News & Updates
Search Research Content
Resource Finder at Kennedy Krieger Institute
A free resource that provides access to information and support for individuals and families living with developmental disabilities.
Quantification of serum SOX2 DNA with FQ-PCR potentially provides a diagnostic biomarker for lung cancer.
|Title||Quantification of serum SOX2 DNA with FQ-PCR potentially provides a diagnostic biomarker for lung cancer.|
|Publication Type||Journal Article|
|Year of Publication||2013|
|Authors||Wu Y, Du X, Xue C, Li D, Zheng Q, Li X, Chen H|
|Journal||Medical oncology (Northwood, London, England)|
|Date Published||2013 Dec|
Sex-determining region Y-box 2 (SOX2), as a subunit of transcription and reprogramming factor, plays a critical role in the development and progression of many malignancies, including lung cancer through gene amplification. In the present study, we aimed to quantify the levels of serum SOX2 DNA, analyze its diagnostic value and compare it with existing clinical parameters in lung cancer, and purpose to provide a novel tumor marker for lung cancer. Serum DNA was extracted from 94 lung cancer patients, 10 benign lung diseases, and 30 healthy volunteers, and then the levels of SOX2 DNA were quantified using real-time fluorescent quantitative polymerase chain reaction (FQ-PCR). The data were analyzed by statistical software SPSS14.0. The present results show that serum SOX2 DNA level in lung cancer group was higher compared to the levels in benign lung diseases group (u = 102.0, p < 0.001) or healthy group (u = 140.0, p < 0.001), and it was closely associated with TNM stage, histopathological type, and tumor size (p = 0.031, p = 0.012, and p = 0.010, respectively). However, serum SOX2 DNA levels of lung cancer patients were not associated with age, gender, smoking status, lymph node metastasis, or tumor differentiation (p > 0.05). ROC curve showed a sensitivity of 78.9% and a specificity of 82.5% for the ability of serum SOX2 DNA to detect lung cancer at the cutoff value of 1,078.3 copies/ul. Furthermore, we assessed the associations of serum SOX2 levels with clinical existing lung tumor markers, such as squamous cell carcinoma antigen, cytokeratin fragment 21-1, and neuron-specific enolase. The sensitivity was increased from 24.9, 66.1, and 39.1 to 84.2, 92.8, and 87.5%, respectively, by the combination of serum SOX2 DNA. Taken together, quantification of serum SOX2 DNA by FQ-PCR may serve as a novel accessory diagnostic tool for the clinical screening and detection of lung cancer.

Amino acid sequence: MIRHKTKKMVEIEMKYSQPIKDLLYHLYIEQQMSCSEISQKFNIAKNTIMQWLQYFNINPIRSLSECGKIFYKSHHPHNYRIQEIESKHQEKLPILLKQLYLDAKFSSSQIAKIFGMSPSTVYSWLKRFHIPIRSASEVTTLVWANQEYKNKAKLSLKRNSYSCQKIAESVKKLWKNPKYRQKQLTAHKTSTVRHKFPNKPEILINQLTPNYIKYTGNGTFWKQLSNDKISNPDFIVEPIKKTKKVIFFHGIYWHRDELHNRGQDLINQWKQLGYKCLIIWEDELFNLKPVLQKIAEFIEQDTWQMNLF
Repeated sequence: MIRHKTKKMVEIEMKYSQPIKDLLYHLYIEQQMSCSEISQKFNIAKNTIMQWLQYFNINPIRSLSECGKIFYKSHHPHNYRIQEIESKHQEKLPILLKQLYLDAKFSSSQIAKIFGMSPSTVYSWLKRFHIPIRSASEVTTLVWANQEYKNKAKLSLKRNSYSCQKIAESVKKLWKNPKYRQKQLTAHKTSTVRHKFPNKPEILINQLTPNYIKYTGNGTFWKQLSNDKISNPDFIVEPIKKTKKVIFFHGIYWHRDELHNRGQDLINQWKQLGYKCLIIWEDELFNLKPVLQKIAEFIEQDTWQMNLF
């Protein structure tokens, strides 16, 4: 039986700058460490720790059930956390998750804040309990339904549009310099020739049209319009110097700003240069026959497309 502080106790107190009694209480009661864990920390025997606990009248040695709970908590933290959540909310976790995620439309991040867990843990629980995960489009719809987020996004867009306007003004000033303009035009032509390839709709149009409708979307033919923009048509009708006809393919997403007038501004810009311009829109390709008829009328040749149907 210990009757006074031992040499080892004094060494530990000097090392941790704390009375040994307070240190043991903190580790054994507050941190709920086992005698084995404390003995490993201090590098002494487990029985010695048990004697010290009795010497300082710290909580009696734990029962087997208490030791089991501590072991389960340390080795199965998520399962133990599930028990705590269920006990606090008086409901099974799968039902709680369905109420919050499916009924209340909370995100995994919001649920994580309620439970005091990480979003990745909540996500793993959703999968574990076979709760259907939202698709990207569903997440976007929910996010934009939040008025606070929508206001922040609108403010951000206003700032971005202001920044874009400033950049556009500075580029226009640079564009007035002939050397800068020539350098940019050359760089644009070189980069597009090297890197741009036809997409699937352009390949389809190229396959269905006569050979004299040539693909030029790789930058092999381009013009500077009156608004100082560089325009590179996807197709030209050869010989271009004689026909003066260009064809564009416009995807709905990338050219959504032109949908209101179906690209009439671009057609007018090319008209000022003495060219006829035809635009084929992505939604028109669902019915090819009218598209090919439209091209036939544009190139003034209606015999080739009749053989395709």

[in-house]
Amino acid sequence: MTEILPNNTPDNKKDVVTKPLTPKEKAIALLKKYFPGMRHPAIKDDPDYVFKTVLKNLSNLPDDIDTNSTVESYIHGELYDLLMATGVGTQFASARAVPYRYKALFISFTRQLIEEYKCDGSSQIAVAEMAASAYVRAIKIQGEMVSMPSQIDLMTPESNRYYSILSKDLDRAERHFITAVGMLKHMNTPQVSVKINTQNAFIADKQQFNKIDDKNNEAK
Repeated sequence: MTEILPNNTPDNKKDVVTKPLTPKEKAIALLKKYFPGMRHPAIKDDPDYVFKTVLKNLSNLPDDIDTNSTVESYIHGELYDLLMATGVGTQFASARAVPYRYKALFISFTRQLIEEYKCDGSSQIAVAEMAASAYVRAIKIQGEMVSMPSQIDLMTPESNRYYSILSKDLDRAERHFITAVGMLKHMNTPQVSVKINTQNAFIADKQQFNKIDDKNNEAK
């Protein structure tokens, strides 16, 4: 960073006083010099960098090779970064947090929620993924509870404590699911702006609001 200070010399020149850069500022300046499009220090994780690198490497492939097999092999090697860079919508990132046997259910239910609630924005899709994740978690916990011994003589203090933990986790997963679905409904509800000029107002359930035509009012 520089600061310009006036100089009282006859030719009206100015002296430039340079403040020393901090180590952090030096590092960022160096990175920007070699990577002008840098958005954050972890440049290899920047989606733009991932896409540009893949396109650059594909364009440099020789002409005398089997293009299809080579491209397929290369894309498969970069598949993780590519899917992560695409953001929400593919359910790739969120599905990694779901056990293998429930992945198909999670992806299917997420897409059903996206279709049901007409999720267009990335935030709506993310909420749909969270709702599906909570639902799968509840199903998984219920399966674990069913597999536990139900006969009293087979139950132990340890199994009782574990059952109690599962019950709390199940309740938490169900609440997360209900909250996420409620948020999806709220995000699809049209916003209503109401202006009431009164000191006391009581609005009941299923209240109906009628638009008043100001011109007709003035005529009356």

|Alternate Journal||Med. Oncol.|